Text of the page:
State of the World's Minorities and Indigenous Peoples 2011 - Papua New Guinea
|Publisher||Minority Rights Group International|
|Publication Date||6 July 2011|
|Cite as||Minority Rights Group International, State of the World's Minorities and Indigenous Peoples 2011 - Papua New Guinea, 6 July 2011, available at: http://www.refworld.org/docid/4e16d36411.html [accessed 26 March 2017]|
|Disclaimer||This is not a UNHCR publication. UNHCR is not responsible for, nor does it necessarily endorse, its content. Any views expressed are solely those of the author or publisher and do not necessarily reflect those of UNHCR, the United Nations or its Member States.|
With around 840 distinct living languages, Papua New Guinea is the most ethnically diverse state in the world. There is no precise data regarding the total number of ethnic groups in Papua New Guinea, but estimates are in the region of 5,000-7,000 separate groups, in a total population of just over 5 million.
Papua New Guinea was considered for the first time by the CEDAW committee in July 2010. The CEDAW committee noted the severe disadvantages faced by women in a range of areas, including in education, participation in public life and decision-making, and in the persistence of violence against women. The CEDAW committee further expressed its serious concern regarding the persistence of harmful practices relating to the roles, responsibilities and identities of women and men in all spheres of life. These include polygamy, bride price (baim meri), and the custom of including women as part of compensation payment.
HIV and AIDS
Papua New Guinea accounted for more than 99 per cent of reported HIV cases in the Oceania region as of 2007, according to the World Health Organization (WHO) Aids Factsheet. Out of Papua New Guinea's population of 6.5 million people, 1.5 per cent have been infected with the virus, leading to warnings of an epidemic. The CEDAW committee noted that women and girls are disproportionately affected by HIV, accounting for 60 per cent of the people living with HIV. Girls and women are infected at a younger age than boys and men, with twice as many women as men infected between the ages of 15 and 29 years. Girls between 15 and 19 years of age have the highest rate of HIV infection in the country, four times that of boys in the same age bracket. Gender-based violence is also one of the leading factors in the increased rates of HIV infection among women, the CEDAW committee noted. Violence against women and girls increases their vulnerability to HIV, and women who disclose are often then subject to further violence due to their status.
Private security personnel employed at a gold mine in Papua New Guinea have been implicated in alleged gang rapes and other violent assaults against Papua New Guinean women. The Porgera mine is operated and 95 per cent owned by Barrick Gold, a Canadian company that is the world's largest gold producer. The mine accounts for 12 per cent of Papua New Guinea's export earnings. Human Rights Watch (HRW) documented five alleged incidents of gang rape by mine security personnel in 2009 and 2010, and a sixth in 2008, in an extensive report on the matter published in early 2011. While Barrick was traditionally very hostile to any criticism by human rights groups about their operations in Papua New Guinea, more recently the company has shown signs of a tangible shift toward more serious engagement with human rights concerns. In particular, the company has attempted to incorporate the Voluntary Principles on Security and Human Rights (a set of non-binding principles for companies, developed in 2000 with the input of national governments, non-governmental organizations (NGOs) and multinational companies) into the operations of the mine. However, HRW stated that Barrick's efforts have fallen short of what is required by the Voluntary Principles.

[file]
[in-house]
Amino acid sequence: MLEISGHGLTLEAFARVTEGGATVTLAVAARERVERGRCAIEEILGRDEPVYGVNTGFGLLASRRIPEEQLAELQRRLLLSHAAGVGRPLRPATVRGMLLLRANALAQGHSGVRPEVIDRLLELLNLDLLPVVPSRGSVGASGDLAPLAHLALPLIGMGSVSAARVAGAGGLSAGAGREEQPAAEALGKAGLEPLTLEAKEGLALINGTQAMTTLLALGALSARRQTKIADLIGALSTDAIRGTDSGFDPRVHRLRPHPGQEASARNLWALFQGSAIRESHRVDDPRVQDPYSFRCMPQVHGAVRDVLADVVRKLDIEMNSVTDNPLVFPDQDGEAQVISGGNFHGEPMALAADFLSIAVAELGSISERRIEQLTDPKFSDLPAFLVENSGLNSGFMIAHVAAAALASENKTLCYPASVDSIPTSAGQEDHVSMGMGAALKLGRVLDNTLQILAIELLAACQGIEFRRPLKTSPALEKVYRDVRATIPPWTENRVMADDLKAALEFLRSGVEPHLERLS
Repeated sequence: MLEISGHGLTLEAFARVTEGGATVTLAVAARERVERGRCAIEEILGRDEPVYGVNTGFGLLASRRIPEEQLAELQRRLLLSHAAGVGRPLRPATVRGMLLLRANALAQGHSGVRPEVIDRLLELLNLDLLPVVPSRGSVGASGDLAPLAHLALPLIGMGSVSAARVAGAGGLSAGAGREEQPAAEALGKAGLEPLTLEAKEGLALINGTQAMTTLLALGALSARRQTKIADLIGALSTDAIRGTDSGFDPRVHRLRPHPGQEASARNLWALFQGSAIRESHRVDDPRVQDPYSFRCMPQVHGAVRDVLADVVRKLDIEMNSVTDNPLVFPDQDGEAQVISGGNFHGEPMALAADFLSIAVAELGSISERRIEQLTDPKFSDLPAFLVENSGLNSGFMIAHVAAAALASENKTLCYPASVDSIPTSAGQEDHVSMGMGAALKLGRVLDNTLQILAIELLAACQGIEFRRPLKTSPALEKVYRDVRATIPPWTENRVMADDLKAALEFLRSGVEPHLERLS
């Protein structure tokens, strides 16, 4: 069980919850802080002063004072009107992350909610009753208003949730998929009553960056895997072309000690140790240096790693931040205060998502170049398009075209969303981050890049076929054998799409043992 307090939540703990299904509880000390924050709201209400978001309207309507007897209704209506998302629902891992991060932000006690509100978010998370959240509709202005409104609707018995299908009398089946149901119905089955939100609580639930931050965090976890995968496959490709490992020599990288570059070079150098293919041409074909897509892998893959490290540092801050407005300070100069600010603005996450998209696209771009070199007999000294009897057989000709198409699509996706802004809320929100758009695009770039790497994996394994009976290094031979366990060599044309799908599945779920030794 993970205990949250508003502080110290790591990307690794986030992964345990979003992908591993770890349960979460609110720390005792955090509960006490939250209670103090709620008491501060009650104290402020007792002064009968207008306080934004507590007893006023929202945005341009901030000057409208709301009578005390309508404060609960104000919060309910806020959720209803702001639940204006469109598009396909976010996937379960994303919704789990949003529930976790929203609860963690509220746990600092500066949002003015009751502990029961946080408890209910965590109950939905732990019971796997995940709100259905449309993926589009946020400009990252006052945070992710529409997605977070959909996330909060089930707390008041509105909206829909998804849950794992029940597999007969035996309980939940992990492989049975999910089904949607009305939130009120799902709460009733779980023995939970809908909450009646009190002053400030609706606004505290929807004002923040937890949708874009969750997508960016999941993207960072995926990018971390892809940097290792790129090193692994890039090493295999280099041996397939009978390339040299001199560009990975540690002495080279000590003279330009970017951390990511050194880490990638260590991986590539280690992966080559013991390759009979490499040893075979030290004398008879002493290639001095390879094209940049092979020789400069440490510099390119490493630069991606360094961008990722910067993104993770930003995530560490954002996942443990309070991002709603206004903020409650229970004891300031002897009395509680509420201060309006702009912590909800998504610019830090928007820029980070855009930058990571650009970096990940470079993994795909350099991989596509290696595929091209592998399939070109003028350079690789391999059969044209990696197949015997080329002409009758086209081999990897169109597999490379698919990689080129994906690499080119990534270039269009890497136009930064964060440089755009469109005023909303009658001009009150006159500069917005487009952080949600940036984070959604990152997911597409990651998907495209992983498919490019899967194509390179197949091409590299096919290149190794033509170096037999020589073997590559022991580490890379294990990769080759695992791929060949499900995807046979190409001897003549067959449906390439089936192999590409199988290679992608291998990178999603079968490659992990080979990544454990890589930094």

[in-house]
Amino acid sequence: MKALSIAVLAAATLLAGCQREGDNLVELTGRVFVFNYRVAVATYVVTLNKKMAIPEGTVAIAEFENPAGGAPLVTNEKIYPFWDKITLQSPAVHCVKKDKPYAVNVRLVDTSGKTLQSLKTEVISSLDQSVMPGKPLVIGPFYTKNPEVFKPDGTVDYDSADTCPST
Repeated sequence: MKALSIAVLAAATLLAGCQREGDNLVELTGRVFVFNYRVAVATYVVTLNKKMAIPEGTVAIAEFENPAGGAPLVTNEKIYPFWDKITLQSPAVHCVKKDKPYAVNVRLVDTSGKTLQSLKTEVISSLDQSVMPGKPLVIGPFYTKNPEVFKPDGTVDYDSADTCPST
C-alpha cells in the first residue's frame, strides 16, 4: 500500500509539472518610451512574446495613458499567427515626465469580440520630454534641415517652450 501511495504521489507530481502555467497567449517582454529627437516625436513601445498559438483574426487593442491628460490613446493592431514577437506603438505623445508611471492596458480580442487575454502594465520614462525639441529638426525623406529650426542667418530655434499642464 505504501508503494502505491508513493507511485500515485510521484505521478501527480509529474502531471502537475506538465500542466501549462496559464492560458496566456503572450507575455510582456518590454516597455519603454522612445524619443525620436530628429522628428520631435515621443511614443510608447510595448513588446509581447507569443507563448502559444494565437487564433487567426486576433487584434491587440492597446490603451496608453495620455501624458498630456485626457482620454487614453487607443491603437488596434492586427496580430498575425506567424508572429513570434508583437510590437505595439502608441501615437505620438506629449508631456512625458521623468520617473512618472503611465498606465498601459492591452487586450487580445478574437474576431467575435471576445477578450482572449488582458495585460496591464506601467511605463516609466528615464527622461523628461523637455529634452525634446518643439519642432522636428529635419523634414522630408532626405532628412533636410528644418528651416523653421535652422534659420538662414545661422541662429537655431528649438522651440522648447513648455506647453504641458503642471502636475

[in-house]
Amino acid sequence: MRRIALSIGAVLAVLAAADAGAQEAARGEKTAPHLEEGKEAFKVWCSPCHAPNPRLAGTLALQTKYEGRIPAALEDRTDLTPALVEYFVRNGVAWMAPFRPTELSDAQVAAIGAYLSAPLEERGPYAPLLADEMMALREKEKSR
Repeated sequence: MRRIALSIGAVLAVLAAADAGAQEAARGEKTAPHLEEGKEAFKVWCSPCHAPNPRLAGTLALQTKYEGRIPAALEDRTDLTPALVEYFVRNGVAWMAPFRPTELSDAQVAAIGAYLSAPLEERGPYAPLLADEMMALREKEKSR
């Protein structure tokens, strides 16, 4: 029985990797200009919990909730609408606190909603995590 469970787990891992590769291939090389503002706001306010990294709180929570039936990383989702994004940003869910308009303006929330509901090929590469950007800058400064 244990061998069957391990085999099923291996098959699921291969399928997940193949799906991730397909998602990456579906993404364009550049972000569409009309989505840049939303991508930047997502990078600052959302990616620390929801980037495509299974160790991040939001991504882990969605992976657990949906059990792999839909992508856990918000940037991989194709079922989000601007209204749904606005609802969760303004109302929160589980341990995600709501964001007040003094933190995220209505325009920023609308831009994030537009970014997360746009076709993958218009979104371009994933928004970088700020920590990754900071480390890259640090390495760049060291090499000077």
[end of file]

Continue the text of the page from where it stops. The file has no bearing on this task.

Environmental concerns also continue to plague the peoples of Papua New Guinea. A satellite analysis conducted by scientists at the University of Papua New Guinea and Australian National University shows that the country has been losing about 1,400 square miles of rain forest, or about 1.4 per cent of its total forest cover, each year, with estimates indicating that 83 per cent of the country's accessible forest – and 53 per cent of its total forested area – will be gone or severely damaged by 2021. Deforestation affects local communities in myriad ways, among them their abilities to maintain their traditional ways of life, including hunter-gathering practices and cultural activities.
Further concern has been voiced regarding the world's first deep-sea mineral mine in Papua New Guinea waters. Indigenous peoples and scientists fear it will damage local marine life. The project, entitled Solwara 1, is located at 1,600 metres depth in the Bismarck Sea, Papua New Guinea, and will be run by Canadian company Nautilus Minerals, which was granted its environmental permit in January 2011. An independent scientific review of the environmental impact assessment of the proposed project concluded, however, that the assessment was inadequate, and that the mining will result in severe and prolonged environmental damage.